Mapping neurotransmitter receptor distributions in the macaque cortex

Poster No:


Submission Type:

Abstract Submission 


Thomas Funck1, Ting Xu1, Konrad Wagstyl2, Meiqi Niu3, Lucjia Rapan3, Nicola Palomero-Gallagher4


1Child Mind Institute, New York, NY, 2UCL, London, London, 3Research Centre Jülich, Jülich, Germany, 4Research Centre Jülich, Jülich, Jülich

First Author:

Thomas Funck  
Child Mind Institute
New York, NY


Ting Xu  
Child Mind Institute
New York, NY
Konrad Wagstyl, Dr.  
London, London
Meiqi Niu  
Research Centre Jülich
Jülich, Germany
Lucjia Rapan  
Research Centre Jülich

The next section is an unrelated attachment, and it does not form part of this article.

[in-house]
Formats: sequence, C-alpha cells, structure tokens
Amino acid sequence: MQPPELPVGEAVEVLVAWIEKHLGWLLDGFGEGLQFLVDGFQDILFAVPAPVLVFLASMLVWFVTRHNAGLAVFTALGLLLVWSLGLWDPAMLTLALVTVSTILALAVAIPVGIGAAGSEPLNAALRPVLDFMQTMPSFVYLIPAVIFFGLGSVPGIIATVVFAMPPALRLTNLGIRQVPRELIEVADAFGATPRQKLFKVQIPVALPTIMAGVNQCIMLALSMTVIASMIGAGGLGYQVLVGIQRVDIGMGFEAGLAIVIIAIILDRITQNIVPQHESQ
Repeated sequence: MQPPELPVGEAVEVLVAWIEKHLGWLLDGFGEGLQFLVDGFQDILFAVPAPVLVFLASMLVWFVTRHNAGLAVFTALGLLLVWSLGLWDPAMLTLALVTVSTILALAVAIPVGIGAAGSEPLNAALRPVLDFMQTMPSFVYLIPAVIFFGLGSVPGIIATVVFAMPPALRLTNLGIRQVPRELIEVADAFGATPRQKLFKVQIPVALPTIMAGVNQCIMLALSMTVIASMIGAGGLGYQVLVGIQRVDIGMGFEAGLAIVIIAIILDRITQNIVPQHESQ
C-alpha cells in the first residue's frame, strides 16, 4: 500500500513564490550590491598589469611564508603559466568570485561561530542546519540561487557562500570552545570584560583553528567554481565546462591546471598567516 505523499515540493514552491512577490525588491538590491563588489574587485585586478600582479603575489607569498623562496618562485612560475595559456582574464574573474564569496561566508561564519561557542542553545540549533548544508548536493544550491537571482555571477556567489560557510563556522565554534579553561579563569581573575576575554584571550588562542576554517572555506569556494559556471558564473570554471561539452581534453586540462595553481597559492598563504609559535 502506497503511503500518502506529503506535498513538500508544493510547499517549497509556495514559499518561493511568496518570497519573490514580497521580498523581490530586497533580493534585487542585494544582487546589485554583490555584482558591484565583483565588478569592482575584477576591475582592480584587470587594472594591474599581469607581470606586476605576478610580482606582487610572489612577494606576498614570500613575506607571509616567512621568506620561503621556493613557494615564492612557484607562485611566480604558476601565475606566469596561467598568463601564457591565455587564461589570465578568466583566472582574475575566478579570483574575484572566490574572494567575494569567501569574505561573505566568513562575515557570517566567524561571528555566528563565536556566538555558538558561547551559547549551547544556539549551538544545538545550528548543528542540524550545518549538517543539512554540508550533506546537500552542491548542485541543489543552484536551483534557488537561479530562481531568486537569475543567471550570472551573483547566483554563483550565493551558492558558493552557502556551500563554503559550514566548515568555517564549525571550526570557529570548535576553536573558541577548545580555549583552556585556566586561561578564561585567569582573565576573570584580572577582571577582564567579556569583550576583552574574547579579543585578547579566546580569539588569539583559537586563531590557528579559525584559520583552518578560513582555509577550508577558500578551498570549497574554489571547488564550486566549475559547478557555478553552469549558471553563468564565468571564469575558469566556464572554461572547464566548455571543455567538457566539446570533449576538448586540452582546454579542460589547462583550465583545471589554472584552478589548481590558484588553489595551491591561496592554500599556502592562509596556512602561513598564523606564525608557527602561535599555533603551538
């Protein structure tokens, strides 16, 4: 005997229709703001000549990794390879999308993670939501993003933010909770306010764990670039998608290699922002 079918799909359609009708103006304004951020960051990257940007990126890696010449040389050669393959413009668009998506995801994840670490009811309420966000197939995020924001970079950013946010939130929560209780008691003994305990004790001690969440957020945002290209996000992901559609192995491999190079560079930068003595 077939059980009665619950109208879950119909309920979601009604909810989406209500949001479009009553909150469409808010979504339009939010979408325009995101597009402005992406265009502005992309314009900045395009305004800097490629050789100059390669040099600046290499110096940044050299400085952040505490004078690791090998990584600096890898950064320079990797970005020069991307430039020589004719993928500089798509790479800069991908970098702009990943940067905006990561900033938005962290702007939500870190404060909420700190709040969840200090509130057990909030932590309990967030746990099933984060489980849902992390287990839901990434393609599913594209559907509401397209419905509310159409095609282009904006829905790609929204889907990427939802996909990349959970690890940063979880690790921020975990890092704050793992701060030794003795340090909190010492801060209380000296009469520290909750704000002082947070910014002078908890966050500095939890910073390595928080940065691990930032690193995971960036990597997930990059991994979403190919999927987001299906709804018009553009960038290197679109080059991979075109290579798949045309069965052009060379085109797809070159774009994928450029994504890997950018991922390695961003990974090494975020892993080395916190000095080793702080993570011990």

Jülich, Germany
Nicola Palomero-Gallagher  
Research Centre Jülich
Jülich, Jülich


Quantitative maps of neurotransmitter receptor densities are important tools for characterizing the molecular organization of the brain. We have previously presented a 3D reconstruction pipeline for 2D autoradiographs to create 3D atlases at up to 50μm resolution (Funck, et al 2022). We here use the 3D reconstruction of autoradiographs from a macaque hemisphere to investigate patterns of receptor distribution and the balance of inhibitory, excitatory, and modulatory neurotransmitter receptors.


The brain of an adult male Macaca fascicularis was removed from the skull, the hemispheres separated and each cut into a rostral and a caudal block. The unfixed tissue blocks were frozen at −40 °C and serially sectioned in the coronal plane using a cryostat microtome (CM 3050, Leica, Germany), obtaining sections of 20 μm thickness which were thaw-mounted on gelatine-coated slides and freeze-dried overnight.